“Understanding potential trajectories in health and drivers of health is crucial to guiding long-term investments and policy implementation. Past work on forecasting has provided an incomplete landscape of future health scenarios, highlighting a need for a more robust modelling platform from which policy options and potential health trajectories can be assessed. This study provides a novel approach to modelling life expectancy, all-cause mortality and cause of death forecasts —and alternative future scenarios—for 250 causes of death from 2016 to 2040 in 195 countries and territories.”
Interpretation of the results: “With the present study, we provide a robust, flexible forecasting platform from which reference forecasts and alternative health scenarios can be explored in relation to a wide range of independent drivers of health. Our reference forecast points to overall improvements through 2040 in most countries, yet the range found across better and worse health scenarios renders a precarious vision of the future—a world with accelerating progress from technical innovation but with the potential for worsening health outcomes in the absence of deliberate policy action. For some causes of YLLs, large differences between the reference forecast and alternative scenarios reflect the opportunity to accelerate gains if countries move their trajectories toward better health scenarios—or alarming challenges if countries fall behind their reference forecasts. Generally, decision makers should plan for the likely continued shift toward NCDs and target resources toward the modifiable risks that drive substantial premature mortality. If such modifiable risks are prioritised today, there is opportunity to reduce avoidable mortality in the future. However, CMNN causes and related risks will remain the predominant health priority among lower-income countries. Based on our 2040 worse health scenario, there is a real risk of HIV mortality rebounding if countries lose momentum against the HIV epidemic, jeopardising decades of progress against the disease. Continued technical innovation and increased health spending, including development assistance for health targeted to the world’s poorest people, are likely to remain vital components to charting a future where all populations can live full, healthy lives.”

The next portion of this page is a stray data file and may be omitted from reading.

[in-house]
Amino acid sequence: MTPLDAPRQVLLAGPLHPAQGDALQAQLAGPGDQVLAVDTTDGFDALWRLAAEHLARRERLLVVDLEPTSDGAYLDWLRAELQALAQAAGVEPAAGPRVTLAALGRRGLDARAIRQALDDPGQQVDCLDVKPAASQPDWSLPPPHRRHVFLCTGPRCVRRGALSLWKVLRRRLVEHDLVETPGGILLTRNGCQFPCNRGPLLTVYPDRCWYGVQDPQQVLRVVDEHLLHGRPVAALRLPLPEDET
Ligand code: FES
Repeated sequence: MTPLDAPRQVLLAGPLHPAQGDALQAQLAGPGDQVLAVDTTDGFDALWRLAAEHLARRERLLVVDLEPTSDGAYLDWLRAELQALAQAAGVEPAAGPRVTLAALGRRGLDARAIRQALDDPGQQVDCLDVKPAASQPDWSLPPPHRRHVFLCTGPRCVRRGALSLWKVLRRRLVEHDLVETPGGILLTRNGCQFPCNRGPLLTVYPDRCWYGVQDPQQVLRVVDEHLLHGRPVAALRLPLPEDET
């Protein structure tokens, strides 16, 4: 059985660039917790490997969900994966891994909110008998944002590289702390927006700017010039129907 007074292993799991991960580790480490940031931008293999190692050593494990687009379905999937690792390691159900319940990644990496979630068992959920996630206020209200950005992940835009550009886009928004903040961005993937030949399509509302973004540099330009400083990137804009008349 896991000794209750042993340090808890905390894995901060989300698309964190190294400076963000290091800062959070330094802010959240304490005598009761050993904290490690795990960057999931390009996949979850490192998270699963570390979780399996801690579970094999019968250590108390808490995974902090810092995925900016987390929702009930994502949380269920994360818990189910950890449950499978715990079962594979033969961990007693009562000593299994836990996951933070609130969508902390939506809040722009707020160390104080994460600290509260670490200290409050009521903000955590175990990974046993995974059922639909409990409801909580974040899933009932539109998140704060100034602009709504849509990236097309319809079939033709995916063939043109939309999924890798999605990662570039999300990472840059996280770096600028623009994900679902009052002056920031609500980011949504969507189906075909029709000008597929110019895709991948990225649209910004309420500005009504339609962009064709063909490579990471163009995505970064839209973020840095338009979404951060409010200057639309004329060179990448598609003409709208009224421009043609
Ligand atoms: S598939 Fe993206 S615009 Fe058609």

Read also the related Lancet Comment – Major strides in forecasting future health
Some key journal (and other) articles of the week
Review of International Studies – President Donald Trump as global health’s displacement activity
Sophie Harman & Sara Davies; https://www.cambridge.org/core/journals/review-of-international-studies/article/president-donald-trump-as-global-healths-displacement-activity/171E5289240708B11F78AB23EEBDD74D#.W8BjYbteAak.twitter